Dogman first published by RealCrime Magazine
Dogman‘s title sounds like some superhero’s moniker, yet is in fact the name of a store offering dog-grooming and kennel services in Rome’s dilapidated Magliana neighbourhood, by the Tiber. The shop’s diminutive, smiling owner Marcello (Marcello Fonte) loves dogs almost as much as he loves his estranged young daughter Alida (Alida Bladari Calabria), and is expert at taming even the most aggressive hounds – but when his hulking old friend Simoncino (Edoardo Pesce) returns from prison, Marcello is badgered and bullied into helping this coked-up ‘mad dog’ commit crimes, and then taking the rap for them. Marcello loses everything to Simoncino, and decides, when he returns from his own stint in prison, that he must approach this selfish, appetitive beast – a scourge on the community – as he would one of his recalcitrant pooches.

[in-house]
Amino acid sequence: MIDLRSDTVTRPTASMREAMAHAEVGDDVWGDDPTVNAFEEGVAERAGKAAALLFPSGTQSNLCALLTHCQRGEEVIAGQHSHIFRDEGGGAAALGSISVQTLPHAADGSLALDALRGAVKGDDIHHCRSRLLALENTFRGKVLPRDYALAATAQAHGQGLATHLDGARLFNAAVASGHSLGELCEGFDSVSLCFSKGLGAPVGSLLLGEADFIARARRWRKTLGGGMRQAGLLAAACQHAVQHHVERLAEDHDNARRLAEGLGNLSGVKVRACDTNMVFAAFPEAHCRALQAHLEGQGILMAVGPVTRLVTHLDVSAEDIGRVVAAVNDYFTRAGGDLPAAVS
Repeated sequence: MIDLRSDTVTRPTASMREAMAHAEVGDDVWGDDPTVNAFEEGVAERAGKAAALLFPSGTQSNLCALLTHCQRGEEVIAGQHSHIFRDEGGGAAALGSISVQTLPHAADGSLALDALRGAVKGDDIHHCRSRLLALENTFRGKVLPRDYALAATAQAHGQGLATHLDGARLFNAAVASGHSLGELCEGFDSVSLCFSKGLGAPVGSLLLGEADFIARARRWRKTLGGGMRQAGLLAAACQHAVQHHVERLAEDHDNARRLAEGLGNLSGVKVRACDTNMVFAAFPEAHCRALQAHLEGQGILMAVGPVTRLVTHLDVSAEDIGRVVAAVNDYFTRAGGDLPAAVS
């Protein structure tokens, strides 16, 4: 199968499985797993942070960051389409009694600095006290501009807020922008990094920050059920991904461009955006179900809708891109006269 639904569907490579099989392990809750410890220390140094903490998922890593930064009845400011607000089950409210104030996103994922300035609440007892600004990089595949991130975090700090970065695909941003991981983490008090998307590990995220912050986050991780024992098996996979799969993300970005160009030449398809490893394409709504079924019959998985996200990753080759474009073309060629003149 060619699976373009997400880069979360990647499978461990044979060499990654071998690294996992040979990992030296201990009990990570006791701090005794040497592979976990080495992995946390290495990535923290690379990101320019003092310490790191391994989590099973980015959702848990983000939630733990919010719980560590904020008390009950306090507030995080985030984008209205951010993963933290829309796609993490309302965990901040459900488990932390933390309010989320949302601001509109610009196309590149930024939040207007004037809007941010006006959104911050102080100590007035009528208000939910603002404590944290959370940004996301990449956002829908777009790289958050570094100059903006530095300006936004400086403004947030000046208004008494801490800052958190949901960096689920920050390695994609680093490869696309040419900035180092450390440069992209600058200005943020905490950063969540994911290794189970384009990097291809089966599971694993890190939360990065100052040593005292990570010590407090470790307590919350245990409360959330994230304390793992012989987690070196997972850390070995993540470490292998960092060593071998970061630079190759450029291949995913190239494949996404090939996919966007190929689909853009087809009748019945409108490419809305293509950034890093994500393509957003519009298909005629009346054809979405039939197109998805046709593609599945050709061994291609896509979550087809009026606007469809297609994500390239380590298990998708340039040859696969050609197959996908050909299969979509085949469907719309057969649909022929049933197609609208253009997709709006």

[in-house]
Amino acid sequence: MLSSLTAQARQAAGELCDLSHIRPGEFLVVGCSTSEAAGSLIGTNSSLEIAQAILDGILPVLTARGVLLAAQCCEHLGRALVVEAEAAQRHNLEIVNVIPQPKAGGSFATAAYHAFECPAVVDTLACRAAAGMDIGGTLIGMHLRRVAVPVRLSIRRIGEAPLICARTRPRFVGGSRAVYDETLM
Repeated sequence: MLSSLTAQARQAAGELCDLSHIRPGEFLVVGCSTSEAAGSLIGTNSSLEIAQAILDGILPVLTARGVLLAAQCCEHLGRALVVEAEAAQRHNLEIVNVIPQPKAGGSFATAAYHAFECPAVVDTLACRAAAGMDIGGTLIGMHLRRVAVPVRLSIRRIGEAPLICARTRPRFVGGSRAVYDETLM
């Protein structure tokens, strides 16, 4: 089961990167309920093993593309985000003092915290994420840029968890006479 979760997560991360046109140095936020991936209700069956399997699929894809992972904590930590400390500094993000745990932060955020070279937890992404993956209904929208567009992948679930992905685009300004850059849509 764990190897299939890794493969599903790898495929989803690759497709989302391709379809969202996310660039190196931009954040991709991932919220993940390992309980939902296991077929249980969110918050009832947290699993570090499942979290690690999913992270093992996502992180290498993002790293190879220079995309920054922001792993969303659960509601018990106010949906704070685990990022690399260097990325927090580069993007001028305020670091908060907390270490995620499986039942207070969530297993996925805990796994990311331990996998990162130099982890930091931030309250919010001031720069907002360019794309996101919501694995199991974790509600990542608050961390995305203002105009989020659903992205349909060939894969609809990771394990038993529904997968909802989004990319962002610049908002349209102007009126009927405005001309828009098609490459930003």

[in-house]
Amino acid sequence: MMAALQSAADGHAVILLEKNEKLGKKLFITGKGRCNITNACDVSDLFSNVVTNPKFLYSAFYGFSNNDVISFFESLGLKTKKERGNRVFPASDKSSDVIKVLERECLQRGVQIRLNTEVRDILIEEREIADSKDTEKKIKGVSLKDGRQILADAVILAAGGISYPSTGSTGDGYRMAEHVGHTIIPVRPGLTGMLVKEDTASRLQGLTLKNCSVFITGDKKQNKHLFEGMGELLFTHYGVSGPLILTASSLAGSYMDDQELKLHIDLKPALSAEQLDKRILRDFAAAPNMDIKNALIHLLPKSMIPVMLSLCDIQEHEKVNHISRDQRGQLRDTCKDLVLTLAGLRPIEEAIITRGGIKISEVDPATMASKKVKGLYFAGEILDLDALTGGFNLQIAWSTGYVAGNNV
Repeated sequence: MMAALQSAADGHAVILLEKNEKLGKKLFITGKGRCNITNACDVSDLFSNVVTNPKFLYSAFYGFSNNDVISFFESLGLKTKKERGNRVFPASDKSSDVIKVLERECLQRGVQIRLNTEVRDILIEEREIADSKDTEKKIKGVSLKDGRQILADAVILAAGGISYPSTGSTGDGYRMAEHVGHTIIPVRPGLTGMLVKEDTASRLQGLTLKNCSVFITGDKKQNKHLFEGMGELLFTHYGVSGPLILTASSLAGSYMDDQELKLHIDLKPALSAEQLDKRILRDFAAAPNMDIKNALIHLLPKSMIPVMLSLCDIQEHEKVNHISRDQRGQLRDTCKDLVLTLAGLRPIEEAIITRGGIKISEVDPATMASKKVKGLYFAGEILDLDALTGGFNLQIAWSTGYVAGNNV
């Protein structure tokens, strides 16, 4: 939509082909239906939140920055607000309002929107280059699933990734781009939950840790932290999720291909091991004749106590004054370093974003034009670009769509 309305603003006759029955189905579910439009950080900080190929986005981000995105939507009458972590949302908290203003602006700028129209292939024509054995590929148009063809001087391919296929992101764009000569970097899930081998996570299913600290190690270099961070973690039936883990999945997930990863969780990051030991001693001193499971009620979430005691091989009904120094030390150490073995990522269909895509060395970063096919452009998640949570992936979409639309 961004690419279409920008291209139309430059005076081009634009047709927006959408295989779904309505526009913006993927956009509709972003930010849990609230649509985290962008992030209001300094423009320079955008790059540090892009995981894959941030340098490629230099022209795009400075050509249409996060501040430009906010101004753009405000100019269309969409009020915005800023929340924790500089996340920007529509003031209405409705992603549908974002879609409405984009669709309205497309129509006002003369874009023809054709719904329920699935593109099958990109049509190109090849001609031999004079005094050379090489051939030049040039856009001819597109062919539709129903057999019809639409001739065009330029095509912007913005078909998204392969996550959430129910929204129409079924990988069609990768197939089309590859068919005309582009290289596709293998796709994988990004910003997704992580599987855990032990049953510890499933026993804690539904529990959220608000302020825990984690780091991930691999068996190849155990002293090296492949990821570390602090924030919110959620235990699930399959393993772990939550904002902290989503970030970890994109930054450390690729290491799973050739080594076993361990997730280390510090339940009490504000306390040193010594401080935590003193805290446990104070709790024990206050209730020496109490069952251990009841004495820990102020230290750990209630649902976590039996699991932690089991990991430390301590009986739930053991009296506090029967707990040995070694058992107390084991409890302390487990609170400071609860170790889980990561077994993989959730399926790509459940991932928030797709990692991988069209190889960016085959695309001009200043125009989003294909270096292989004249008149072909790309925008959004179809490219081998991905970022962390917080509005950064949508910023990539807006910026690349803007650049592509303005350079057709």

Accordingly, Dogman really is, in the end, a strange sort of superhero movie, pitting the meekest of men against a monster, and falling somewhere between the social realism of its setting and the more mythic qualities of Marcello’s confrontation with Simoncino. Yet any victory here is empty, as Marcello finds himself utterly isolated and ostracised in a community that is already itself marginalised, and director Matteo Garrone (Gomorrah, 2008; Reality, 2012; Tale of Tales, 2015) reveals the limited room for power play amongst those living – in various kinds of cages – on the outer edge of Italian society.
© Anton Bitel